A recent case from the Texas Eleventh Court of Appeals, Spurlock v. Beacon Lloyd’s Insurance Company,1 once again stresses the importance for policyholders to regularly and carefully review their policy to make sure they have the coverages they need and believe are in place.

Background Facts

Kelly Spurlock (“the Executor”), brought suit as legal representative for the Estate of J.O. Spurlock against Beacon Lloyds Insurance Company (“the Carrier”) to recover insurance proceeds under a homeowner’s policy for a personal property loss involving alleged theft of items from a residence.

J.O. Spurlock was the only named insured in the policy. After J.O. Spurlock passed away in January 2009, the Executor noticed personal property items allegedly stolen in April 2009. The Executor filed a claim with the Carrier in which the Executor sought insurance coverage for the stolen property. The Carrier denied the Executor’s claim.

The Executor filed suit against the Carrier for failing to pay the claim. The trial court dismissed all the Executor’s claims, granting summary judgment in the Carrier’s favor.

The Opinion

The court detailed the long standing insurance policy construction rules regarding terms defined in the policy, potential ambiguity, and resolving ambiguity in the policyholder’s favor.

The court then noted a policy condition stating “upon the death of the named insured, (the Carrier) would insure the legal representative of the deceased.” However, the policy went on to state “if the legal representative was not an insured under the policy at the time of the named insured’s death, the policy extends to the legal representative only with respect to the premises of the original named insured.” Utilizing the traditional construction rules referenced above, the court held for the Carrier and denied coverage for the Executor’s personal property claim on J.O. Spurlock’s behalf.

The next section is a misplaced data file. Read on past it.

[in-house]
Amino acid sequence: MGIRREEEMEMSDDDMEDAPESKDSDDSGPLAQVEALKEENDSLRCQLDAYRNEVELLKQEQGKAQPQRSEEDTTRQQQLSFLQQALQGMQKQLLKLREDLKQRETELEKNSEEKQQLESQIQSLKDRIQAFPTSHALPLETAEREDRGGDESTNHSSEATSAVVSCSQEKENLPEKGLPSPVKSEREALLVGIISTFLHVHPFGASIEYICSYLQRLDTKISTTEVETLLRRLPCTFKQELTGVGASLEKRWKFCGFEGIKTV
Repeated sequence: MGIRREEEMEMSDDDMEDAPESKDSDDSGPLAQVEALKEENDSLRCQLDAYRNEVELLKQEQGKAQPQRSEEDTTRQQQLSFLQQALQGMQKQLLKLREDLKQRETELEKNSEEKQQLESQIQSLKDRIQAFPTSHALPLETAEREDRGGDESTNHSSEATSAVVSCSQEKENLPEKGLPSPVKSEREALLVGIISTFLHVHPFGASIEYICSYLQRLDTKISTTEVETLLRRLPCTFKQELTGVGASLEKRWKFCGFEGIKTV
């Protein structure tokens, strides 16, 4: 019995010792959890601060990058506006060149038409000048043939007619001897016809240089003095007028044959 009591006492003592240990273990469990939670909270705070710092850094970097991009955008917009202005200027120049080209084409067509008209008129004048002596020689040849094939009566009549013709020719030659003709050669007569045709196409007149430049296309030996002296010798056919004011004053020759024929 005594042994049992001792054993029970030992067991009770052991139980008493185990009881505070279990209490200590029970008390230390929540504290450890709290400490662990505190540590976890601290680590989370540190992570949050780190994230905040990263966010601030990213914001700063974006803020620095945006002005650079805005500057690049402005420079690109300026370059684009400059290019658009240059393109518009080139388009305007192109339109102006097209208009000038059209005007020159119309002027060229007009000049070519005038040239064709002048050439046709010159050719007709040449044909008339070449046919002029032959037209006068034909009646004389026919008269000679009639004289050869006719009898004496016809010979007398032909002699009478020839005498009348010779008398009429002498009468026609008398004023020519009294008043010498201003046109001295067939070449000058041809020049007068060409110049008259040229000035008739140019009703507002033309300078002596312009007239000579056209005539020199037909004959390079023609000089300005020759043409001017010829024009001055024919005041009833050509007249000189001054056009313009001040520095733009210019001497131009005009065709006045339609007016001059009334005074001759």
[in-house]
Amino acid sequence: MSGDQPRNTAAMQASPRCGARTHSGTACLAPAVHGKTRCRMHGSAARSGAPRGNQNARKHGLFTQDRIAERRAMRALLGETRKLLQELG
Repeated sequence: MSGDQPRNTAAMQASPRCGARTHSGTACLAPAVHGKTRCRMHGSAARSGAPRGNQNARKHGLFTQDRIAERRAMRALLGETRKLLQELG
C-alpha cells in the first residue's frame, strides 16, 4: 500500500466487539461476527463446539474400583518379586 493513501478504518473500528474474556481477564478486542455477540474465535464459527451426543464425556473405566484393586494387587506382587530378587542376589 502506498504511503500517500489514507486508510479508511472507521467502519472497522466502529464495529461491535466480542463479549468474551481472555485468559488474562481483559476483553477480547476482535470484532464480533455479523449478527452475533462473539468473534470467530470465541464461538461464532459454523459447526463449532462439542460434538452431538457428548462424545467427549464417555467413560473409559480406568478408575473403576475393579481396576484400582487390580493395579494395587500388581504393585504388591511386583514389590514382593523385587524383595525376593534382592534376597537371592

What Does This Mean For Me?

So many of my “What Does This Mean For Me?” sections begin or end with the advice to “read your policy,” and this entry also follows that pattern. If your “status” changes in any way – married, separated, divorced, named insured passes away, move in or move out of insured premises – read the insurance policies to make sure you have the coverage you need and think you have in place. In most instances, policyholders will also benefit by having a policyholder professional review the policy to advise them.

Motivational Poster Of The Day

1 Kelly Spurlock, as legal representative for the estate of J.O. Spurlock, v. Beacon Lloyds Ins. Co. and Grantham-Adkins Ins. Agency, No. 11-12-00357 (Tex.App. Jan. 29, 2015).